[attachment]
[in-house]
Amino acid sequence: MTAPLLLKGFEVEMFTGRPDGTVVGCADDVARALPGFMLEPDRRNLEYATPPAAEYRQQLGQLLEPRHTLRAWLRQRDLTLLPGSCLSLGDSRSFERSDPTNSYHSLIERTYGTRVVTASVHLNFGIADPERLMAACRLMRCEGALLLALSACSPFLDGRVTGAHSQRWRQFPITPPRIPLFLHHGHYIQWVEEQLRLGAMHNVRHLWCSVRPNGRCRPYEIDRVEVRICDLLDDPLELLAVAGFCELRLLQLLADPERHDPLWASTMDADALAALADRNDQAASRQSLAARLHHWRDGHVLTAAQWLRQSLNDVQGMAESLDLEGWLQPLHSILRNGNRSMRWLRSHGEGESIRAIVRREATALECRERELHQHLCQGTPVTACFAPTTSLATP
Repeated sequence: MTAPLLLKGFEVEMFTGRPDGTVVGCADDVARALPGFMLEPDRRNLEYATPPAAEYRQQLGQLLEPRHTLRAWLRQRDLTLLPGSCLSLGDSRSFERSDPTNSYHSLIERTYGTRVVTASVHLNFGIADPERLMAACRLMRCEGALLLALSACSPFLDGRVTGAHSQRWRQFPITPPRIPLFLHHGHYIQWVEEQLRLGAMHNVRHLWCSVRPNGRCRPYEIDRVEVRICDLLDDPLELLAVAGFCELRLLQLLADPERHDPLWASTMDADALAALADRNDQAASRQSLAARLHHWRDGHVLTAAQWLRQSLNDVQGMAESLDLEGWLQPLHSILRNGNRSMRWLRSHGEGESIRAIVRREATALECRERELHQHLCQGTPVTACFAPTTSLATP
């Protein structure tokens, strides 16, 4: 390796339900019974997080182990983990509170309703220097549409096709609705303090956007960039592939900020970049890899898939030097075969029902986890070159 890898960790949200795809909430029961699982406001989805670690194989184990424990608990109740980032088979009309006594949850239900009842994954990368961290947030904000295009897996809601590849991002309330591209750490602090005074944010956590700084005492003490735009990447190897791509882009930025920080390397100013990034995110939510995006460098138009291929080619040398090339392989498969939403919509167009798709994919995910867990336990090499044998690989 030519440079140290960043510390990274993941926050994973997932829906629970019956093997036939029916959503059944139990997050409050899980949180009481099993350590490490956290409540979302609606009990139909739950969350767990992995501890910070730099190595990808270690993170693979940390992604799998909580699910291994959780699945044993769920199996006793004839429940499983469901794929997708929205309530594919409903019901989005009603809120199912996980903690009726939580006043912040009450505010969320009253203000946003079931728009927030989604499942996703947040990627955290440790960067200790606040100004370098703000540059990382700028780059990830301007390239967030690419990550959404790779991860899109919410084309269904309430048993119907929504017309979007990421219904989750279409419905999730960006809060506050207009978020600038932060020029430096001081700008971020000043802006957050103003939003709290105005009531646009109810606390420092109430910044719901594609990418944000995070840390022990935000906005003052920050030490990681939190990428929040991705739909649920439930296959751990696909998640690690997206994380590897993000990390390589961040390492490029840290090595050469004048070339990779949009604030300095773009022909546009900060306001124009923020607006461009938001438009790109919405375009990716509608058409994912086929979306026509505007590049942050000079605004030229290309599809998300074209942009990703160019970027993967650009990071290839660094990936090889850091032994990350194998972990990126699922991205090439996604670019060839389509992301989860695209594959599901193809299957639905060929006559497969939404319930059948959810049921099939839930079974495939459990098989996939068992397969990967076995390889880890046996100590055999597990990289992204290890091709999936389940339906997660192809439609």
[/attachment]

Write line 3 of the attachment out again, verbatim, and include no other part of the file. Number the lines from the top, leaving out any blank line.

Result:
Repeated sequence: MTAPLLLKGFEVEMFTGRPDGTVVGCADDVARALPGFMLEPDRRNLEYATPPAAEYRQQLGQLLEPRHTLRAWLRQRDLTLLPGSCLSLGDSRSFERSDPTNSYHSLIERTYGTRVVTASVHLNFGIADPERLMAACRLMRCEGALLLALSACSPFLDGRVTGAHSQRWRQFPITPPRIPLFLHHGHYIQWVEEQLRLGAMHNVRHLWCSVRPNGRCRPYEIDRVEVRICDLLDDPLELLAVAGFCELRLLQLLADPERHDPLWASTMDADALAALADRNDQAASRQSLAARLHHWRDGHVLTAAQWLRQSLNDVQGMAESLDLEGWLQPLHSILRNGNRSMRWLRSHGEGESIRAIVRREATALECRERELHQHLCQGTPVTACFAPTTSLATP